The consequences and typical penalties for academic misconduct may include an educative processes to receiving zero marks for an assessment, failing the course, to exclusion from a program of study.

Behaviours which undermine academic integrity

If you use someone else’s ideas, information or words without acknowledging them, then you may be charged with plagiarising as this is deemed to be academic misconduct. Other activities such as colluding with others to complete your assessment task or paying someone to write an essay for you (a friend or service) are dishonest, disrespectful and a breach of academic integrity.

Many students are unfamiliar with the writing conventions of university study when they commence, and most students do not intend to plagiarise in assessments. But even accidental plagiarism can trigger academic penalties for improper conduct.

  • Making false representation to gain an unfair advantage.
  • Offering or encouraging (including advertising) for someone to undertake the assessment tasks on behalf of others for the purpose of cheating, misrepresentation and/ or plagiarism.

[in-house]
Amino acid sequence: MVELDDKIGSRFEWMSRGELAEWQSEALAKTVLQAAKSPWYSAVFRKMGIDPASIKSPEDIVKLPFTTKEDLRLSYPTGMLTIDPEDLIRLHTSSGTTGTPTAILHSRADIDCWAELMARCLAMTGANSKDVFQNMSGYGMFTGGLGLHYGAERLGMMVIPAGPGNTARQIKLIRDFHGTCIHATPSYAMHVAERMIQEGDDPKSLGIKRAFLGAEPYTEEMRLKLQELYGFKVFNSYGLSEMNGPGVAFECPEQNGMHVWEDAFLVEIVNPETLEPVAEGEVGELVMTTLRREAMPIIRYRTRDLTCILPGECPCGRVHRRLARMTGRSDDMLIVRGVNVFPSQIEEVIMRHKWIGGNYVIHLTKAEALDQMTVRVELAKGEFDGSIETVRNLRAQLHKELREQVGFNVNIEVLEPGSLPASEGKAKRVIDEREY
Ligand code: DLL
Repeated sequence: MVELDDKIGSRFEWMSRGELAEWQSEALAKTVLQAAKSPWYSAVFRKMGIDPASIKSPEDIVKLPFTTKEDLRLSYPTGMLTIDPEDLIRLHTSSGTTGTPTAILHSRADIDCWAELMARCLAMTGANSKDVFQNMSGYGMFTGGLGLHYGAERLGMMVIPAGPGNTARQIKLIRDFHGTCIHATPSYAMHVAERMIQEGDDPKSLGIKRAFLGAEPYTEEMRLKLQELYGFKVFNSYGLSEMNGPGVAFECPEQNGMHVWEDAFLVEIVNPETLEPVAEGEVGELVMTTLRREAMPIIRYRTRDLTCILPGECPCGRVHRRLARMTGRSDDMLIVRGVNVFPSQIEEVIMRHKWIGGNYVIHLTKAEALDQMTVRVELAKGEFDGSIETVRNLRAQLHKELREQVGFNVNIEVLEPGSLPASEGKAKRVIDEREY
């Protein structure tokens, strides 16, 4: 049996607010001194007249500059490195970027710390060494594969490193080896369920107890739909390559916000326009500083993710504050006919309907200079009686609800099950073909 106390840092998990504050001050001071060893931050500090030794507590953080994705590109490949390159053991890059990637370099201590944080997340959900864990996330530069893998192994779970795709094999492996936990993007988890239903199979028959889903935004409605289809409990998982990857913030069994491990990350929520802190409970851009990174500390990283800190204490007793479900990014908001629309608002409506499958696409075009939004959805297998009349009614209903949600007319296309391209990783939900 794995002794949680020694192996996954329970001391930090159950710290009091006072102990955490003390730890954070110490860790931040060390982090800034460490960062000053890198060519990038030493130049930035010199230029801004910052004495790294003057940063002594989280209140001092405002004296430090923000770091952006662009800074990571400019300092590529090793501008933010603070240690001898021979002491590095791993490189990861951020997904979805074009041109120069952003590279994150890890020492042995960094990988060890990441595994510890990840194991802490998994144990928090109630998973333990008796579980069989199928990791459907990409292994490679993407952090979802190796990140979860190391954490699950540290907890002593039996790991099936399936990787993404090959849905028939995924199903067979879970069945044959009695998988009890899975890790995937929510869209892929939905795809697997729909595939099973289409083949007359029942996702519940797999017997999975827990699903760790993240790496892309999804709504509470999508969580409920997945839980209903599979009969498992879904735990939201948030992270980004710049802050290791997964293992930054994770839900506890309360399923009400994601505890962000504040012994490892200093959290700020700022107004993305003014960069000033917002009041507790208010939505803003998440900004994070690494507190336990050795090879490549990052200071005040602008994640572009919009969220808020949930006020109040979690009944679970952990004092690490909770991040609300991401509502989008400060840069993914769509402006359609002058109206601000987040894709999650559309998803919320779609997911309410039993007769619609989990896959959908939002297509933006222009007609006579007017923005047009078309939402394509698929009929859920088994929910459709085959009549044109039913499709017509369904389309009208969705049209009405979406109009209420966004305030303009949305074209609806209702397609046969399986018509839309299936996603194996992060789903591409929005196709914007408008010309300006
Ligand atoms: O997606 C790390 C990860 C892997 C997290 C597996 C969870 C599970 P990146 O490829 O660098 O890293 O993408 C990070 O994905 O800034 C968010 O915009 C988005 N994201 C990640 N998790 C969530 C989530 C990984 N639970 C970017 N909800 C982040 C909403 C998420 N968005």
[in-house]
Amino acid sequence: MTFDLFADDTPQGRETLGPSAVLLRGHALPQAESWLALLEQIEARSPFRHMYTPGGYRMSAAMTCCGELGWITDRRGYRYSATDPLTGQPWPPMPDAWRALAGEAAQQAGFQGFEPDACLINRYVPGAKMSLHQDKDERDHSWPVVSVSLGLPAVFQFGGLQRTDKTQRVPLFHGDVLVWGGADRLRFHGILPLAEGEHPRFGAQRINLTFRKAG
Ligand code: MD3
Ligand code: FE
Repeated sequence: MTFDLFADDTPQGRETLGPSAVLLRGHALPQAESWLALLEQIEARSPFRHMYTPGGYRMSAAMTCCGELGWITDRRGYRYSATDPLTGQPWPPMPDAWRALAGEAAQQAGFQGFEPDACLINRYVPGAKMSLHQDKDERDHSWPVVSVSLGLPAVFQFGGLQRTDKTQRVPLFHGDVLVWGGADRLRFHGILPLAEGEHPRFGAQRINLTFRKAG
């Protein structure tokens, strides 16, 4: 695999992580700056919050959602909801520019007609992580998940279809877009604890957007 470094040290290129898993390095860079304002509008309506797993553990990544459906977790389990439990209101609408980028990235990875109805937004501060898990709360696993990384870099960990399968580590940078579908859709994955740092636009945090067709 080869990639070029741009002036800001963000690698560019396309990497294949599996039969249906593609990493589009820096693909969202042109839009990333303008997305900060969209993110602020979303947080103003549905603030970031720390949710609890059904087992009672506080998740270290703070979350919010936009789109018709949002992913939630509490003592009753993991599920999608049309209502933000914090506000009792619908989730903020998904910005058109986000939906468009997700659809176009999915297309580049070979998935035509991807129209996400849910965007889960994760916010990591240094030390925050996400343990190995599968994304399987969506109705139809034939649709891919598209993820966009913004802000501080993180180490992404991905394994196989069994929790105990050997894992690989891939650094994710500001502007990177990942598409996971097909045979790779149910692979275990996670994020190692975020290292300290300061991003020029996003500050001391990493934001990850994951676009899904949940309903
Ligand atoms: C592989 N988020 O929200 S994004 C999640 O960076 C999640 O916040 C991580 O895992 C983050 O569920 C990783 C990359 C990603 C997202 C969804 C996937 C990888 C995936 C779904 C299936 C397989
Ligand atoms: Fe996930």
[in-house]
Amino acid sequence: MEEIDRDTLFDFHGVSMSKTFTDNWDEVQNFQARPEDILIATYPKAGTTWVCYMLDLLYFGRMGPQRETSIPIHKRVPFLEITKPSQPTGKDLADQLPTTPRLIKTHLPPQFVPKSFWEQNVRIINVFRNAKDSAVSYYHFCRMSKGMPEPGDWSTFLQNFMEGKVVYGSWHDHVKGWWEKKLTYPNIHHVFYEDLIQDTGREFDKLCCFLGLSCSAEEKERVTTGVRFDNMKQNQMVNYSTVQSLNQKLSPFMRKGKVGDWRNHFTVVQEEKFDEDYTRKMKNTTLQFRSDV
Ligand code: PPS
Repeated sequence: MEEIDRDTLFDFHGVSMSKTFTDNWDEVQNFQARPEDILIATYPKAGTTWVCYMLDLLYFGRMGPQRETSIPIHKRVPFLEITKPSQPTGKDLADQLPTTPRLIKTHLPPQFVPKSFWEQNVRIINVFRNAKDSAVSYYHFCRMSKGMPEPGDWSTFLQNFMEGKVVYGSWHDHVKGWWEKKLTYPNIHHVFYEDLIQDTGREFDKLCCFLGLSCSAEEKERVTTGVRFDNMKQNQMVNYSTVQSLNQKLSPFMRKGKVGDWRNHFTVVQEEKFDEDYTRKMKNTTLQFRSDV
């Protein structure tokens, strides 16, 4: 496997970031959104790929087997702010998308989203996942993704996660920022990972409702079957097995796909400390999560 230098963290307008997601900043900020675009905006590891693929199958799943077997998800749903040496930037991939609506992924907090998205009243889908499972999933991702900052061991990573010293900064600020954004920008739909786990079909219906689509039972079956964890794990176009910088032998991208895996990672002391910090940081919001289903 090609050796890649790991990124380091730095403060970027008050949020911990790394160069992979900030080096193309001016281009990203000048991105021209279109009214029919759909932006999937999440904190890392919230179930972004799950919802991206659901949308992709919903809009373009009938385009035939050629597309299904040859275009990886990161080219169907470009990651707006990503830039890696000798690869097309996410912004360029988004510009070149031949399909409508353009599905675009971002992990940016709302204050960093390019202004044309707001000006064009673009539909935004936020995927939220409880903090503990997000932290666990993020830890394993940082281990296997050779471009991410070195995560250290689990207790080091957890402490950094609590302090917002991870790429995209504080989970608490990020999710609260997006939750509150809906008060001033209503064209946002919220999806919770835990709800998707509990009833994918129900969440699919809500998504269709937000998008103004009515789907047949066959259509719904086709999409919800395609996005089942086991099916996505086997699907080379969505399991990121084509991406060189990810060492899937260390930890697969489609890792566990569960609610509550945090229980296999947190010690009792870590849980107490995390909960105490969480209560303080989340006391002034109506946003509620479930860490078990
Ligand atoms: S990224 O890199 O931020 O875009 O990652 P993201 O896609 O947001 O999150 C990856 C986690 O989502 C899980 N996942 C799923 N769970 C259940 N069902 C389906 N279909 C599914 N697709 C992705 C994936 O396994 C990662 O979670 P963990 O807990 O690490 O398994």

• Also willingly assisting with circumventing the purpose of assessment (by willingly sharing or posting their work).
  • The unauthorised act of a student presenting work, which is the outcome of directly working with others, as their own.
  • Working together on an individual task, unless it has been specified as group work in the instructions.
  • Having another person, or using artificial intelligence, to complete part or all of an assessment or examination. This can be paid or unpaid, and includes friends or family.
  • The University views contract cheating as a particularly serious breach of academic integrity and is penalised accordingly.
  • Resubmitting or largely reusing previously assessed work as new work without permission from the teacher.
  • Access to or obtaining an advance copy of a paper without authorisation; Communicating with or copying from another person in an examination.
  • Falsifying or making up data or research results, citations or references.
  • Pretending to be another student and completing an assessment task/exam on their behalf.
  • The presentation of work by another person as one’s own work by failing to properly acknowledge the original author. Proper acknowledgement means to clearly identify which parts of a work originate from which source.
  • Occurs when a student or external agency requests, offers, encourages, induces or advertises for another individual/student to contract, commission, pay, procure, or complete on their behalf, assessment tasks or other items that are likely to result in their use for the purpose of cheating, misrepresentation and/or plagiarism.
  • A student who willingly assists another to circumvent the purpose of assessment through solicitation, cheating, misrepresentation or plagiarism (for example by willingly sharing their own work, giving them access to their own work or advertising the availability of their own work or someone else’s work) is also breaching academic integrity, and may be subject to disciplinary action.